Bay Area teacher Michele Lamons-Raiford — who has been in the profession for 20 years — said that this was the first year she had thought about what life might be like outside the classroom. Simmering for years, the stresses on K-12 educators are now threatening to push unprecedented numbers out the classroom door.
For many, the pandemic was the deciding factor: Already facing what often seemed impossible demands, teachers struggled to keep students engaged with distance learning. And the return to in-person instruction brought a whole new set of challenges, as teachers wrestled with supporting students through the dramatic academic and social emotional effects of Covid.
As one veteran Sweetwater teacher, Louise Williamson, said, “I was excited to return to my classroom this fall and see my students at Hilltop High School in person. About three weeks into the school year, I felt like a failure.”
Even before the pandemic, teacher shortages had reached crisis proportions. California has been among the states hardest hit, with 80% of districts experiencing shortages. Since the pandemic, the problem has only grown more acute.
The impact of teacher shortages on students is deep and direct, particularly in this time of recovery. When a resource teacher in her school left in the middle of the year, Azusa teacher Angela Wright left her fifth and sixth grade class to a substitute and stepped in to replace her colleague. With one teacher departure, two classrooms of students lost a trusted adult to guide them. It is not surprising, then, that student achievement and engagement is heading in the wrong direction: School absences are up; high school graduation rates are down; enrollment in community and four-year colleges has significantly dropped.
In addition to overall shortages, California also has a long way to go to have an educator workforce that reflects the ethnoracial and linguistic diversity of our state. Despite evidence that a diverse educator workforce has a positive impact on student engagement, learning, and other outcomes for all students, the California teacher workforce remains predominantly white. Although only 22% of California’s students identify as non-Hispanic white, approximately 61% of public-school teachers in California do.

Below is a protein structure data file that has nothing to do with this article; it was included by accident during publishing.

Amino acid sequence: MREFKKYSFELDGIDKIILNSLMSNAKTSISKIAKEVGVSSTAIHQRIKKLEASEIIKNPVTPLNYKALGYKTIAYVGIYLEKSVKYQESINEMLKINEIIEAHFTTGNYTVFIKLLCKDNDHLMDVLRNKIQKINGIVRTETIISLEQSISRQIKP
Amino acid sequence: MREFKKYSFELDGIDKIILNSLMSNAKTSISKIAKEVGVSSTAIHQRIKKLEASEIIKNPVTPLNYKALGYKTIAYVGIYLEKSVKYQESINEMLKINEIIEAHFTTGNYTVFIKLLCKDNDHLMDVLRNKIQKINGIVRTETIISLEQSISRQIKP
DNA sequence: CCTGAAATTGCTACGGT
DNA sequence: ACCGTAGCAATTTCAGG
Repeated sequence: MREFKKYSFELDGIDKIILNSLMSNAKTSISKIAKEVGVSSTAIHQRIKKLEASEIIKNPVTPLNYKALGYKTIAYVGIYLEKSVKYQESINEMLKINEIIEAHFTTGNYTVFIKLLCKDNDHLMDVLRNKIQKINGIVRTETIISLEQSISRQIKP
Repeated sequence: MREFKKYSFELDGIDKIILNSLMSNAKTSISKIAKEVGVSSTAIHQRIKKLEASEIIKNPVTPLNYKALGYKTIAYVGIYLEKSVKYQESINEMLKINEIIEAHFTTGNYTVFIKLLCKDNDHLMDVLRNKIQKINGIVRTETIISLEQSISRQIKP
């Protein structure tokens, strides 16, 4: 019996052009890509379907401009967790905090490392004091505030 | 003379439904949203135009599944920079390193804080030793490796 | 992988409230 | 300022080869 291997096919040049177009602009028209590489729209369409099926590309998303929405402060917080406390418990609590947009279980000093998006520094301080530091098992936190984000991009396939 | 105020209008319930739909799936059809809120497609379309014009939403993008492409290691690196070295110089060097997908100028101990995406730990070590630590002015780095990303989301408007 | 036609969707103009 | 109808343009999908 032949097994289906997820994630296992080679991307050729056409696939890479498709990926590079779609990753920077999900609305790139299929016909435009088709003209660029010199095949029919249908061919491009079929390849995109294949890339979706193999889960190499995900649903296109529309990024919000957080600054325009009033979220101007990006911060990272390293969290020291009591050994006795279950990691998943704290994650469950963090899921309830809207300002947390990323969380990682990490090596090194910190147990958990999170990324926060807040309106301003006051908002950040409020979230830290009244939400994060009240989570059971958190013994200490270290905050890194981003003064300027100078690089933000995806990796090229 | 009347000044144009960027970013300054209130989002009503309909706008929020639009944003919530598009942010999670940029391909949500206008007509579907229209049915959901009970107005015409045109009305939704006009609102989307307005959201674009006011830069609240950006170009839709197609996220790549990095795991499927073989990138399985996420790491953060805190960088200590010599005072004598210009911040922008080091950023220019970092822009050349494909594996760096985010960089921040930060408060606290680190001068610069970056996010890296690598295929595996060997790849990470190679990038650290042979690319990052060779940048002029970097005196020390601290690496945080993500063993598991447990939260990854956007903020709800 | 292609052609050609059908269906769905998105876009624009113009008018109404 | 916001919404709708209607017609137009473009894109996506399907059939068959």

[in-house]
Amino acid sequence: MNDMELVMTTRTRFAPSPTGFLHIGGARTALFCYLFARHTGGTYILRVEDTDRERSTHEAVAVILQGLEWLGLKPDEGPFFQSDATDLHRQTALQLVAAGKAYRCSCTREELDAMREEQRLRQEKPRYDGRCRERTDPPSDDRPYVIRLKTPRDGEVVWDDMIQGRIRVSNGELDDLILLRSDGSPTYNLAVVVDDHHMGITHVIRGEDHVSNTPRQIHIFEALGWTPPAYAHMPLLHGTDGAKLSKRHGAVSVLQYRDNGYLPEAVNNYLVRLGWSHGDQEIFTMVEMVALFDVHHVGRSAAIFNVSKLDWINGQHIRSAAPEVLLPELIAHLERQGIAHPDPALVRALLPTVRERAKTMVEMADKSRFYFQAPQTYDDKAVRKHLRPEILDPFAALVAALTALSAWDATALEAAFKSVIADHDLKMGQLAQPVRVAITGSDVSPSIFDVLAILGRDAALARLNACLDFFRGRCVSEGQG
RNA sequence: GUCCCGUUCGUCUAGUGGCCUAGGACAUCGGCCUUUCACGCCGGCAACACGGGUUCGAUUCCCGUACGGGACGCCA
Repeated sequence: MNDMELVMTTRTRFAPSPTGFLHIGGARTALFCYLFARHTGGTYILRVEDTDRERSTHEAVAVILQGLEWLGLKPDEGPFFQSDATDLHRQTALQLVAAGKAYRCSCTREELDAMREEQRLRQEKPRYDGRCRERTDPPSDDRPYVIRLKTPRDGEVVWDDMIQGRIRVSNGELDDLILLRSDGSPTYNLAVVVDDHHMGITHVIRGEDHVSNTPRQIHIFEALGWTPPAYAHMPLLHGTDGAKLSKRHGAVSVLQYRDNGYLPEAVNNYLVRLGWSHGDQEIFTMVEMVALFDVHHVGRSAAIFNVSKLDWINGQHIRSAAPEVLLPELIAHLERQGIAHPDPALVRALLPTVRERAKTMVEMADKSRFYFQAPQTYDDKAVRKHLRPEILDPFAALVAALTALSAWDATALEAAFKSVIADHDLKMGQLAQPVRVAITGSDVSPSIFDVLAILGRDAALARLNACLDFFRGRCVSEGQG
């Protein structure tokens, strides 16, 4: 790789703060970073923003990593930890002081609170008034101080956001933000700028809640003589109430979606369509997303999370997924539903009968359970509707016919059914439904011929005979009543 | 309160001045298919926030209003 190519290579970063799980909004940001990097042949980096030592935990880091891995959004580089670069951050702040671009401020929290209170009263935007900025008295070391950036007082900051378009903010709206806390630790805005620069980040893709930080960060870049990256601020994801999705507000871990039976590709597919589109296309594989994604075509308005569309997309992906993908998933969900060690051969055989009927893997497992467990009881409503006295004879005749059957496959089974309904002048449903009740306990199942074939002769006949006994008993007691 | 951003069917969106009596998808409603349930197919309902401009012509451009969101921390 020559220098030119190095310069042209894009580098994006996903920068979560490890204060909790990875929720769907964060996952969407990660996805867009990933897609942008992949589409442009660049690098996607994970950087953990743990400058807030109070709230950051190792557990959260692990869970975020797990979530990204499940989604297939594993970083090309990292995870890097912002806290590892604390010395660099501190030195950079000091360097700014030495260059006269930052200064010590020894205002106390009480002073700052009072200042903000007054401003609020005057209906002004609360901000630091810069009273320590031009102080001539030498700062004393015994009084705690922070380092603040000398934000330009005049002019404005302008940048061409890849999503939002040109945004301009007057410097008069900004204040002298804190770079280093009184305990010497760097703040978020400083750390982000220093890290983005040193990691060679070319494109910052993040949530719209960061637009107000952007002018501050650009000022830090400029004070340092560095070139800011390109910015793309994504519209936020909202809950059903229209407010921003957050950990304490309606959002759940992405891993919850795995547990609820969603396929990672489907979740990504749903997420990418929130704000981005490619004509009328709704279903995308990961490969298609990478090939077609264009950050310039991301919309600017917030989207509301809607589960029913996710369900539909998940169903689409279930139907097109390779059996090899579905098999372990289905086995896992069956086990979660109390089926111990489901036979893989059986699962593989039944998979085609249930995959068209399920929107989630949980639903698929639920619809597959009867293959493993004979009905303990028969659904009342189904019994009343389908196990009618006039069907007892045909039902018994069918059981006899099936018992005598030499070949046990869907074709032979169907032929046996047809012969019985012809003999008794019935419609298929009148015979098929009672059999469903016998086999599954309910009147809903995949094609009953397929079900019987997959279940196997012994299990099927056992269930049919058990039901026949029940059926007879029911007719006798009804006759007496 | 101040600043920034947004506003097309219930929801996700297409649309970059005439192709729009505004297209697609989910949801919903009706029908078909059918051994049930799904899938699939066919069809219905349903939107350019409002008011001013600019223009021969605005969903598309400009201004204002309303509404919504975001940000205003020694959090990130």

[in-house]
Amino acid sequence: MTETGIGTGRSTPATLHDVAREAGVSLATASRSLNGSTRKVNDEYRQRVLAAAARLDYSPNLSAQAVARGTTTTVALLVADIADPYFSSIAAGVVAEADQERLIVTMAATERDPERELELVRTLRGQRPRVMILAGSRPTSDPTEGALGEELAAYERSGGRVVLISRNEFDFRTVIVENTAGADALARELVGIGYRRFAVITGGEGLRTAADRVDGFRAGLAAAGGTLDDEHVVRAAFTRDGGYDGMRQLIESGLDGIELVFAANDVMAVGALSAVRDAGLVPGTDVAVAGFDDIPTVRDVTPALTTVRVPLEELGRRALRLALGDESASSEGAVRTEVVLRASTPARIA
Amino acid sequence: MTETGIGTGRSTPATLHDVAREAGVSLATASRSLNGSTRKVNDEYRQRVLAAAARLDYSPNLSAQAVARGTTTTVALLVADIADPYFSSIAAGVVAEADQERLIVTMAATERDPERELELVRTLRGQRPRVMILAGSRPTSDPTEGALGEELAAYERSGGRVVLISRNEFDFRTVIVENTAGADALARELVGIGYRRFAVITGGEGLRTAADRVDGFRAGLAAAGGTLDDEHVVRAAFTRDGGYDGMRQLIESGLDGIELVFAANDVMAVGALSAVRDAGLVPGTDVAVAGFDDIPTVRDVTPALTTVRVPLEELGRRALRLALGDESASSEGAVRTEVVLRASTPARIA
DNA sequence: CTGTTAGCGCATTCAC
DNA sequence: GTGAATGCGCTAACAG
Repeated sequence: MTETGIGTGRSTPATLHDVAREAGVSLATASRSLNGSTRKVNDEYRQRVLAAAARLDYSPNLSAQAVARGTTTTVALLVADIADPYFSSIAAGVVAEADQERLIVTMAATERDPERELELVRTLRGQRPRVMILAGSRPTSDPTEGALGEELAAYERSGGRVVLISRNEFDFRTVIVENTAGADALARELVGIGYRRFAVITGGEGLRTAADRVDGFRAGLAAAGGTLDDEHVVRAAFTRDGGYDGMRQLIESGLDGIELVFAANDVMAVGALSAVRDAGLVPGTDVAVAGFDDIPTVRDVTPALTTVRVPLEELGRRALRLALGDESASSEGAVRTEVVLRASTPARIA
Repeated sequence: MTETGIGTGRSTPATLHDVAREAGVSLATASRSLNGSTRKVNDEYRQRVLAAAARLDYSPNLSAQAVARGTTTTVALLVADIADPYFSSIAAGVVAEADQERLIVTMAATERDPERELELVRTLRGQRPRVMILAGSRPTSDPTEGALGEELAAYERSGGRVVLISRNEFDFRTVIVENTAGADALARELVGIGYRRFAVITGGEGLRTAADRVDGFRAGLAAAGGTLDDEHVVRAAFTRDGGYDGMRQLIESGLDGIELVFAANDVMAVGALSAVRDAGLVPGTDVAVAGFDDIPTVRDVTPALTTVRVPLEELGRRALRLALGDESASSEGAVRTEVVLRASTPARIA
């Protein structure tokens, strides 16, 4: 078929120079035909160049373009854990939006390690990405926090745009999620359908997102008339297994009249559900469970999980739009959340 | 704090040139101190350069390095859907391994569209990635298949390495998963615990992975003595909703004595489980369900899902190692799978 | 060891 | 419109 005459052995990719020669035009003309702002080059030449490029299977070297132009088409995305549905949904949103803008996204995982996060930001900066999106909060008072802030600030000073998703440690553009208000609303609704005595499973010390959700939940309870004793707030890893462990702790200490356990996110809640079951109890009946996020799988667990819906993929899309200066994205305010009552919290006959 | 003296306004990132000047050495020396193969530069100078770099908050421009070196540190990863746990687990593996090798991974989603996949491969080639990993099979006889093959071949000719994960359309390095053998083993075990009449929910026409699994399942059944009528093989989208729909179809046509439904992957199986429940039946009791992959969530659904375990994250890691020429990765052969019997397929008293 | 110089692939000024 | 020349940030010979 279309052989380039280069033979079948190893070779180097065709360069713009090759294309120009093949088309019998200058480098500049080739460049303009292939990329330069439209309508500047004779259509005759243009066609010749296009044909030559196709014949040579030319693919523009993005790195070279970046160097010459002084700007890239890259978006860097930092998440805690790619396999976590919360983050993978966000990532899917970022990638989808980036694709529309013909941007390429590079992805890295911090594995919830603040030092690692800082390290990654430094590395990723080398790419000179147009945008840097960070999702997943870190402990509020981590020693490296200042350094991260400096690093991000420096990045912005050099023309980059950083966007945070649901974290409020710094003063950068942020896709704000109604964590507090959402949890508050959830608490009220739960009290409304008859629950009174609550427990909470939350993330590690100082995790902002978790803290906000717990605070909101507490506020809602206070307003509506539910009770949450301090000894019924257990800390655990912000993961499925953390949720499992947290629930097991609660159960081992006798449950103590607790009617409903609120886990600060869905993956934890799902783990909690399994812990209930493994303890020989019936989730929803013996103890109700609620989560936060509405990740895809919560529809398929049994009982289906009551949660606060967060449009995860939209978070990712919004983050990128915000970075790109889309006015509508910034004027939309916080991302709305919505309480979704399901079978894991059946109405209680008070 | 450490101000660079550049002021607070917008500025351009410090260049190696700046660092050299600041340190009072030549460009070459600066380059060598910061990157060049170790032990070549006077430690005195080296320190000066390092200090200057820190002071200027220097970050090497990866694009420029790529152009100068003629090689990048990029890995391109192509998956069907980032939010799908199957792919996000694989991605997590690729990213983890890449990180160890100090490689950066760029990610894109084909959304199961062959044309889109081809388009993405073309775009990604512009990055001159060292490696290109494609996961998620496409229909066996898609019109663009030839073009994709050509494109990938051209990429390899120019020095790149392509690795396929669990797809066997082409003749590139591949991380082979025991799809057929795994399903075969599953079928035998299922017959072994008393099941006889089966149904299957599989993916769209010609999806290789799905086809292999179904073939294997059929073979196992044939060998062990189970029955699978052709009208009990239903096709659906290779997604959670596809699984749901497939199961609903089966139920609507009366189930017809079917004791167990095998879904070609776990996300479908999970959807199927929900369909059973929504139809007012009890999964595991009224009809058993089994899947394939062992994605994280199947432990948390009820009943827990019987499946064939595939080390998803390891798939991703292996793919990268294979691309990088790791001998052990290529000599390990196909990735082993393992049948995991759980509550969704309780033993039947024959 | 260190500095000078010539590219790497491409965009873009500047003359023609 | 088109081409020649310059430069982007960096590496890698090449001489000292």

District leaders are attempting to address the teacher shortage and diversity crises through several strategies including offering short-term bonuses, relaxing certification rules, revamping professional development and deploying administrators to the classroom. For long-term solutions, we must attract more of our young people to enter the teaching profession and give them the training and support they need to succeed.
Fortunately, Gov. Gavin Newsom’s proposed investments in Golden State Pathways does just that — by building and strengthening on-ramps that jump-start the preparation of young people for careers and postsecondary work in K-12 education.
In contrast with traditional high school, where college-prep curriculum is confined to the classroom and some students pursue career-tech opportunities separately, pathways bring it all together. Rigorous academics are integrated with career technical studies, student supports and work-based learning opportunities — like apprenticeships and other opportunities for hands-on learning — that allow local leaders to leverage the diverse resources in their communities and prepare students for work as early childhood educators and paraprofessionals immediately upon high school graduation.
Already several California districts are leading the way. At the Teaching Career Academy at Hollywood Senior High School in Los Angeles, students are preparing for education through partnerships with local elementary schools and others who expose them to opportunities in the field. They leave the academy ready for immediate employment or postsecondary work. And through a dual enrollment program with a community college, students can apply for an associate teaching credential, allowing them to earn college credit while getting real-world experience teaching in a child care facility.
By allowing local education agencies to develop new pathways, Golden State Pathways funds can be used to build upon these linked programs and support the development of new programs in communities that desperately need them. Building this pathway within a community that has great need for well-prepared, diverse educators creates a mechanism for local leaders to amplify the assets within their local community and leverage them to improve opportunities for their students.
A diverse, well-prepared teaching workforce, with close ties to the community, is critical to the success of young people and to California overall. The pandemic exacerbated teacher shortages that must be addressed, and it also shined a light on the need to find new ways to engage and empower our young people. With thoughtful implementation to reach the communities and students who need it most, Golden State Pathways promises to help us do both.
Sarah Lillis is executive director of Teach Plus California, a nonprofit organization that trains and empowers teachers to take leadership over key policy and practice issues.
Anne Stanton is president of the Linked Learning Alliance, a nonprofit organization that advocates for high-quality college and career preparation through pathways.
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